The LINQ Hotel & Casino at Caesars Entertainment is an innovation lab and experiential gaming space. Here, holograms, VR, AR, esports and interactive art all play a part in redefining the gaming experience.
Matthew Kenagy is the senior director of strategic development at Caesars Entertainment. He explains how innovative gaming technology is engaging a new demographic at The LINQ Hotel & Casino. Kenagy has had a long career in casino and hotel marketing. At Caesars, he is building unique experiences for consumers.
Rethinking The LINQ Hotel and Casino
“A couple of years ago I came to work for Caesars Entertainment, specifically for this project,” says Kenagy. “It’s a project within the organisation that has been in the pipeline for about 4 years now. For the last 2 years, we’ve actively worked on the design, development, build-out and execution of all these products. So it’s been a long time coming but it’s been fun to see it come to life.”
The project has the trialling of new technology in the creation of new experiences at its core.
“When we started out, the idea was that we wanted to reinvent the gaming floors,” says Kenagy. “Vegas has reinvented itself quite a bit over time. From casino gaming to a convention-centric city, to non-gaming amenities like night clubs and day clubs. Restaurants, retail and entertainment are also becoming very important.”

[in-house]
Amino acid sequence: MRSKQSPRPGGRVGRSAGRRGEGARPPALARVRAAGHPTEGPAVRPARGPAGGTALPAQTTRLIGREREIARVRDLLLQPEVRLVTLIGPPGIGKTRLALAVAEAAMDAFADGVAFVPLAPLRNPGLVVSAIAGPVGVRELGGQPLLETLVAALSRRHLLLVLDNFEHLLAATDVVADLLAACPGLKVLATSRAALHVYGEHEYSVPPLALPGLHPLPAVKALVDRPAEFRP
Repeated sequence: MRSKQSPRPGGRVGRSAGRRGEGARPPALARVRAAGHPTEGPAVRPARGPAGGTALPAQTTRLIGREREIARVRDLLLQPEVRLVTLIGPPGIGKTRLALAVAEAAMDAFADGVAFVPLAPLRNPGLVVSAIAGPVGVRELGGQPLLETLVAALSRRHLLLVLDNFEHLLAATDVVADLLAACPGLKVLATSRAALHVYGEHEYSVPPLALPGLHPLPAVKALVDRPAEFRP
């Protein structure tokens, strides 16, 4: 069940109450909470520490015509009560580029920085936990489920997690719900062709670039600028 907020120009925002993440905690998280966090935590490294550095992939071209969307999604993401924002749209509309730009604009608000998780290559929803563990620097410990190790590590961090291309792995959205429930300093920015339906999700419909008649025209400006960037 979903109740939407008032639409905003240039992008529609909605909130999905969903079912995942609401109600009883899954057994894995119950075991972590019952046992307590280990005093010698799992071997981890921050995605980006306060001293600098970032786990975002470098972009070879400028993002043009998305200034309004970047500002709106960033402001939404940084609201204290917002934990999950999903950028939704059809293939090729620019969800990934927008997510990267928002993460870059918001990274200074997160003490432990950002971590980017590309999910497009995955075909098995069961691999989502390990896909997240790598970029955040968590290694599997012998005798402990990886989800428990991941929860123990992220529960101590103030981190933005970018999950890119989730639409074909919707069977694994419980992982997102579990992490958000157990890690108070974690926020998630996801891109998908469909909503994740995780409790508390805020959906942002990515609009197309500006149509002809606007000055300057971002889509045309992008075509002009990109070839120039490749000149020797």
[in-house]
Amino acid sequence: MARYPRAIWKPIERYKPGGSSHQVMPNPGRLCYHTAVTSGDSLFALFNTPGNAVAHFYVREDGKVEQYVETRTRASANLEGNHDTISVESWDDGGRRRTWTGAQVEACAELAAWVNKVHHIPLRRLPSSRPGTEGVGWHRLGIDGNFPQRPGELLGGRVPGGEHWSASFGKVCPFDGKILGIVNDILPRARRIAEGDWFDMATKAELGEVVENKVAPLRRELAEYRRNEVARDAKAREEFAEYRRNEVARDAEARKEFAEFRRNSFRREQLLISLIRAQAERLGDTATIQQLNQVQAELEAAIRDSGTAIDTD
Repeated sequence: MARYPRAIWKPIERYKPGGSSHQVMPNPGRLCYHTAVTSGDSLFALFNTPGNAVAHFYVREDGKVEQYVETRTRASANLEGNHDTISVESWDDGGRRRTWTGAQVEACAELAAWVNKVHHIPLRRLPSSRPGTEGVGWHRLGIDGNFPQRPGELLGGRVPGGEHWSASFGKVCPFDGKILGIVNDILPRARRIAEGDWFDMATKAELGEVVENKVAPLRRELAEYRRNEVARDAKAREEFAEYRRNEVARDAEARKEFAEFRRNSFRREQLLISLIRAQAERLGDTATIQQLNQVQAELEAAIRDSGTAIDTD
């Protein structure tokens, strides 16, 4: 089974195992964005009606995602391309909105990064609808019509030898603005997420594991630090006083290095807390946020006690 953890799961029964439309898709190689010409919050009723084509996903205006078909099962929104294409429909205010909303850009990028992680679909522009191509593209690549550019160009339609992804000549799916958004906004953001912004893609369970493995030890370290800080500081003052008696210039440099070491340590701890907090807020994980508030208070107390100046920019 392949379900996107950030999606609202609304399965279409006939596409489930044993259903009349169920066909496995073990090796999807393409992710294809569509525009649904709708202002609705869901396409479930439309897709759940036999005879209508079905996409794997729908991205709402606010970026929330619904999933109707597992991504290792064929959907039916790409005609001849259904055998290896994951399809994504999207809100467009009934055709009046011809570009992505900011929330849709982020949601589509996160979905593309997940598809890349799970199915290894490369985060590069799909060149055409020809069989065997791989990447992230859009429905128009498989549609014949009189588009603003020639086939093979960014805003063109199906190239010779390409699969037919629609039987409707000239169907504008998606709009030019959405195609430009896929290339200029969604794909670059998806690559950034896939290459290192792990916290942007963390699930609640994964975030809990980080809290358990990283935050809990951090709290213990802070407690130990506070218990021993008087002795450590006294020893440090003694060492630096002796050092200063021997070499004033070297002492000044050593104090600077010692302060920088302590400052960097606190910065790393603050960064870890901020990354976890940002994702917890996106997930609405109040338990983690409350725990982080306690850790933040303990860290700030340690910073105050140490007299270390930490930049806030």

However, the casino experience itself hasn’t changed much in decades. “It is the same design, the same experience,” says Kenagy. “The manufacturers of slots and table games have done some innovation. But the casino experience itself largely hasn’t been reinvented.”
Caesars Entertainment – trialling new technology
The innovative project at the LINQ aims to take the lead in reinventing the casino and gaming experience. To update it for today’s consumer. Many factors were taken into account. For example, how customers travel and how they interact socially and on social media. It also looked at how they consume content, and how to transform that into a much more social experience.
“So we took a 45,000 square feet section of the LINQ with the aim of, basically, re-inventing gaming,” says Kenagy. “We wanted to build a casino that addressed every type of gaming you could want. There are slots and table gaming, interactive bars, VR and AR and holograms, skill-based games, Xbox, esports.
“We wanted to make it interactive. So, you could be in control of some of the things happening to you in this environment.”
Interactivity at The LINQ
This ethos is clear in a series of interactive installations. These can be found throughout the space, and are the work of artist Refik Anadol.
This digital art is displayed on a variety of digital canvases throughout the casino. This includes the two main entrances as well as 3-dimensional LED sculptural elements on the ceiling. The art is reactive, and changes as guests enter the spaces. Visitors become an active part of the art experience.
Kenagy says: “We also included that in our sports experience, which was the first thing we opened last fall. It’s called The Book.”